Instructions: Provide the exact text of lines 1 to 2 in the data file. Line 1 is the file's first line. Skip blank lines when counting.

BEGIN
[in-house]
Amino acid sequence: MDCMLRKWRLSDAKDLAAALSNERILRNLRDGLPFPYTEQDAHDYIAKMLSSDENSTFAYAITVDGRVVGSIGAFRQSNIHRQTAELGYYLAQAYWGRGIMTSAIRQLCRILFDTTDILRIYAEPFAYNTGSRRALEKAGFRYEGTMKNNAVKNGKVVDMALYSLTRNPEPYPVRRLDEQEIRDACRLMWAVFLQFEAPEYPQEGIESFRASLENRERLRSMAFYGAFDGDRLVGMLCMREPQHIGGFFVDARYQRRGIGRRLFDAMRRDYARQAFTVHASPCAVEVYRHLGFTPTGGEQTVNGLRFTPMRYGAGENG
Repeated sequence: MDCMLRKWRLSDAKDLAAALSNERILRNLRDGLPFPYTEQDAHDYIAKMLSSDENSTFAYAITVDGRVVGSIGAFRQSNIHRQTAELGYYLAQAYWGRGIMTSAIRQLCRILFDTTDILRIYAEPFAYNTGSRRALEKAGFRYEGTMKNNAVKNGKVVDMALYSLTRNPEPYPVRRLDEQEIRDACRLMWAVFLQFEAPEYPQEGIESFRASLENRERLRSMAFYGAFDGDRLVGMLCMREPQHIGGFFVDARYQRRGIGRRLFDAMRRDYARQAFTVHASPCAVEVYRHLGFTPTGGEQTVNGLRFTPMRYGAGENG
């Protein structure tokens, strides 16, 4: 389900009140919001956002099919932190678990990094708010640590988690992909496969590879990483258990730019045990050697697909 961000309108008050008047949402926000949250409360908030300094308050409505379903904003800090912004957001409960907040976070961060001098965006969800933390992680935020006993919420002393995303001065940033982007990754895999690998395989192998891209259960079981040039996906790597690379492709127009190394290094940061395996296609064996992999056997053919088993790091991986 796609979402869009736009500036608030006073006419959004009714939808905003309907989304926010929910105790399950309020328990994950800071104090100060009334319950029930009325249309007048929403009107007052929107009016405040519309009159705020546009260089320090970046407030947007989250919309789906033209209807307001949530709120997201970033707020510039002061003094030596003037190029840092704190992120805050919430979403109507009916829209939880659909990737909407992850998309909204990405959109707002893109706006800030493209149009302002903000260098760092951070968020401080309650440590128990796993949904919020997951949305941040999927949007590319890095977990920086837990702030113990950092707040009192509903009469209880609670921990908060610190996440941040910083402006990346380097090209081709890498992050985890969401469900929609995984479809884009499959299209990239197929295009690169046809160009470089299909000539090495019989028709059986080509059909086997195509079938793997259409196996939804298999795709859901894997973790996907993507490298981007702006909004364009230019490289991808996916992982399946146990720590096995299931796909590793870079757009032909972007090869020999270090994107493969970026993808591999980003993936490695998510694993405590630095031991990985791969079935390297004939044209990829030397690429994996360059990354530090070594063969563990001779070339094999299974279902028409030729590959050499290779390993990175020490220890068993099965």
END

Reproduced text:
[in-house]
Amino acid sequence: MDCMLRKWRLSDAKDLAAALSNERILRNLRDGLPFPYTEQDAHDYIAKMLSSDENSTFAYAITVDGRVVGSIGAFRQSNIHRQTAELGYYLAQAYWGRGIMTSAIRQLCRILFDTTDILRIYAEPFAYNTGSRRALEKAGFRYEGTMKNNAVKNGKVVDMALYSLTRNPEPYPVRRLDEQEIRDACRLMWAVFLQFEAPEYPQEGIESFRASLENRERLRSMAFYGAFDGDRLVGMLCMREPQHIGGFFVDARYQRRGIGRRLFDAMRRDYARQAFTVHASPCAVEVYRHLGFTPTGGEQTVNGLRFTPMRYGAGENG